2 Jan 2012
Today’s Belfast Telegraph splash headline, “Fury as IRA tapes turned over” (not online) follows a piece in yesterday’s Irish edition of the Sunday Times, “Tale of the tapes” (behind a paywall).
Yet the story deserves wide readership by journalists and journalism academics because of its ethical ramifications.
As so often with matters related to the Northern Ireland conflict it is complicated to unravel, not least because of the underlying politics.
Let’s begin at the end, so to speak. A federal judge in the United States has ordered Boston College to surrender taped interviews with an ex-IRA member, Dolours Price.
She was one of 26 former IRA volunteers to give a series of interviews – between 2001 and 2006 – as part of a research study, called the Belfast Project.
The interviewees, who signed confidentiality agreements, were given an assurance that the tapes would not be released until after their deaths.
What they were not told is that there was no guarantee that the interviews could be protected from court orders. Boston College would have to comply with the law.
It is thought that many of the interviewees who, naturally, have many secrets to tell, were unusually candid about their activities on behalf of the republican movement.
Even so, as one would expect, there was no assurance that they were telling the truth, the whole truth and nothing but the truth. They did not speak under oath.
It means that some may have made allegations about named, living people being guilty of criminal offences. None of these accusations were able to be independently verified by the researchers.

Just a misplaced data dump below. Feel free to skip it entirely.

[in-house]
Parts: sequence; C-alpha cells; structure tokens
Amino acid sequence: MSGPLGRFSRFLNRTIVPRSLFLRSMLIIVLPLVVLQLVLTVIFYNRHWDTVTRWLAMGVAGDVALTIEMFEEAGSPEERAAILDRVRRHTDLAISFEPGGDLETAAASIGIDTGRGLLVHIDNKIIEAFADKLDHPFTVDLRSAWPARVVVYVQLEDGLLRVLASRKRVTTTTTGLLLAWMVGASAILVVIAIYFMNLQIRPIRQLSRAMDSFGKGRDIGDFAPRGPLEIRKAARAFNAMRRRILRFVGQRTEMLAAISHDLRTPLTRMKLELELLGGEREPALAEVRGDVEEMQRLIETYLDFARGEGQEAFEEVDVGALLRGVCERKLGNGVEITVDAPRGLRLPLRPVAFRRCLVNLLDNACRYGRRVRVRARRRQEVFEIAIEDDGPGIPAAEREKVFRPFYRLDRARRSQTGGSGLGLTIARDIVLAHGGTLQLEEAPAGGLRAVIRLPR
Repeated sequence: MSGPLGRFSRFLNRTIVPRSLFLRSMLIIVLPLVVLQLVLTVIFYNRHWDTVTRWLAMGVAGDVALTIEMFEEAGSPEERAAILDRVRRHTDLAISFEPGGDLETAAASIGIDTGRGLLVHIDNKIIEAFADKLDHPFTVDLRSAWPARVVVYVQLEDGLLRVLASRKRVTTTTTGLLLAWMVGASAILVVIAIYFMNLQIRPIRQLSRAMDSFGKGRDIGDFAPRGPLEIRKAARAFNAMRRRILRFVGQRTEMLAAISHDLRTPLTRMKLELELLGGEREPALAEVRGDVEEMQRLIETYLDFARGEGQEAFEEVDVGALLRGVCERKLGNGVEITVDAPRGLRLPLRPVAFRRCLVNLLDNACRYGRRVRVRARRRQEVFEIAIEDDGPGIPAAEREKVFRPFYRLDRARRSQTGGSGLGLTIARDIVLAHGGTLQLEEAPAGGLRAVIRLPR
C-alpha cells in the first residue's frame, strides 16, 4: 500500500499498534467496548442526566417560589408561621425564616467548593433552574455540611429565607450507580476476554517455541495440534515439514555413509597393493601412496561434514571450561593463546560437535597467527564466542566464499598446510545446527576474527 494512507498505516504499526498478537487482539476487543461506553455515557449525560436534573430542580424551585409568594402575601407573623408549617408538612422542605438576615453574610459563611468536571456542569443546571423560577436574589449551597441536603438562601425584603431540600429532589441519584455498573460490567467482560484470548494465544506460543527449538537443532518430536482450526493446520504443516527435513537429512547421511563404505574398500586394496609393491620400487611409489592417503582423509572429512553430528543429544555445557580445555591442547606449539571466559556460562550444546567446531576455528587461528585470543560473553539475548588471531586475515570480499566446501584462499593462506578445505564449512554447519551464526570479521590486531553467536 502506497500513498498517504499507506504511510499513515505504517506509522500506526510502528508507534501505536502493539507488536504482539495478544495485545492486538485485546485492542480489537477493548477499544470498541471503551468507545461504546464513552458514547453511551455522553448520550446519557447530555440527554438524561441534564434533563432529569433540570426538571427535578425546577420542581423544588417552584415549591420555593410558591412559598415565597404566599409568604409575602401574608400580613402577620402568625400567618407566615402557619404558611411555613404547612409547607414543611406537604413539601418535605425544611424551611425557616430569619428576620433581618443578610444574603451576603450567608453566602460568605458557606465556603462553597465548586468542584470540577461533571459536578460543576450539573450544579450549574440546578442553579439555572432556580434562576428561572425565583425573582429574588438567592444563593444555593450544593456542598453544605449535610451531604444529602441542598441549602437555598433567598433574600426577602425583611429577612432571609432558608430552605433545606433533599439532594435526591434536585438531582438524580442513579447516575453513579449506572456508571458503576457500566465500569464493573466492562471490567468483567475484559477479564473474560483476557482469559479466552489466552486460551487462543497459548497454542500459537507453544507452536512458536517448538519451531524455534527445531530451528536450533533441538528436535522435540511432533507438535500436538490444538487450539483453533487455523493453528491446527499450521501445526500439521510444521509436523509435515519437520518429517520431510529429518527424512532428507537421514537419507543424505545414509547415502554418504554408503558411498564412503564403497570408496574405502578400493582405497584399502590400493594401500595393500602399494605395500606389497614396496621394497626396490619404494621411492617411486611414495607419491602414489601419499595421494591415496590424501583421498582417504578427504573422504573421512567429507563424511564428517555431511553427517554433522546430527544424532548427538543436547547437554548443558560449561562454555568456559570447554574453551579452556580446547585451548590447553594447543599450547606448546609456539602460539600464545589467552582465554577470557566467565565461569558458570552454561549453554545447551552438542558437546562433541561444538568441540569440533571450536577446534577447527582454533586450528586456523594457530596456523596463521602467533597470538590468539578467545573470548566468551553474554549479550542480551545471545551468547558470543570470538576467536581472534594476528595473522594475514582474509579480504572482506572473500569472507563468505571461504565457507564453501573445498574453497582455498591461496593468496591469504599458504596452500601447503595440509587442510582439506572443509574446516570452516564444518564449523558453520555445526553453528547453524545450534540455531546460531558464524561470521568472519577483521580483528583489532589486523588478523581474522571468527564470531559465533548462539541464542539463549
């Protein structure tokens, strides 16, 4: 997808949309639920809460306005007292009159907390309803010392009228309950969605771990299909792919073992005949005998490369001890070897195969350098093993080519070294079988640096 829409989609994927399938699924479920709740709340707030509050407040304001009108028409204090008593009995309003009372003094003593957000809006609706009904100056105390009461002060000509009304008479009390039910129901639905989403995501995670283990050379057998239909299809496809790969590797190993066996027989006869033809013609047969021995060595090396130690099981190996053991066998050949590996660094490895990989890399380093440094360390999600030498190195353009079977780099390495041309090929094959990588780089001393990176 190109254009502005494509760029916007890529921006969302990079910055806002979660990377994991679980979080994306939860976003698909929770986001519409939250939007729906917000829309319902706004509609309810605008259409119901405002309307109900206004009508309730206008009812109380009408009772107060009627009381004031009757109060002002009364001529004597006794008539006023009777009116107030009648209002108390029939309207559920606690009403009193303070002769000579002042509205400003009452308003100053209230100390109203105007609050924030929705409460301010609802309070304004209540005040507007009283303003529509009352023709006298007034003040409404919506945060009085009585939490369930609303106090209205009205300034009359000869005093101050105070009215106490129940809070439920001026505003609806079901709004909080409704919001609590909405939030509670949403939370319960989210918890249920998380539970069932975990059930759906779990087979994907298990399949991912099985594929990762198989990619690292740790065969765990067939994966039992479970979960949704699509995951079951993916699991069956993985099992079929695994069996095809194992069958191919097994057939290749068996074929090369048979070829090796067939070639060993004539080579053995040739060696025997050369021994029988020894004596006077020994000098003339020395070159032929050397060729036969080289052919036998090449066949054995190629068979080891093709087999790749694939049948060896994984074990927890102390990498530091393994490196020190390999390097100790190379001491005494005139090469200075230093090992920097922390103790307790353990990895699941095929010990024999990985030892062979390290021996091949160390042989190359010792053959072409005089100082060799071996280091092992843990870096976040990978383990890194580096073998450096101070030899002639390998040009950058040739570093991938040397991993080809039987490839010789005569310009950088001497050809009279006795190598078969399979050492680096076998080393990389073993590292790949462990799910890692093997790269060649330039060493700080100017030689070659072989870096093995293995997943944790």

The interviewees could, in effect, say what they liked about anyone. That is not to devalue oral histories as such, but given the nature of a conflict in which so many people were killed in secret operations in what everyone regards as having been a “dirty war”, the project was bound to be of questionable merit.
The 26 probably had different reasons for giving interviews. Some may simply have wanted to get things off their chests. Some may have regarded it as a valuable historical academic exercise. Some, motivated by malice, may have wished to settle accounts with the former IRA leadership they now despise.
Price, for example, was a noted critic of the peace process and, particularly, of one of its main architects, the Sinn Fein leader Gerry Adams.
Similarly, so were two of the project’s key participants and interviewers – the journalist Ed Moloney and a former republican prisoner, Anthony McIntyre.
That very salient fact has not gone unnoticed. See, for instance, Danny Morrison’s pieces – ‘Baloney College Archive’ and ‘Why the Boston College Irish oral history project should be discontinued’ – in which he points to the political bias of Moloney and McIntyre.
He finds it blackly ironic that the two men, having created the project, are now screaming about the US court’s decision.
They have been critical of Boston College for its willingness to comply with the court order. However, some US academics have been just as critical of the researchers, arguing that it was, at best, naive and, at worst, manipulative, to give interviewees a guarantee of confidentiality.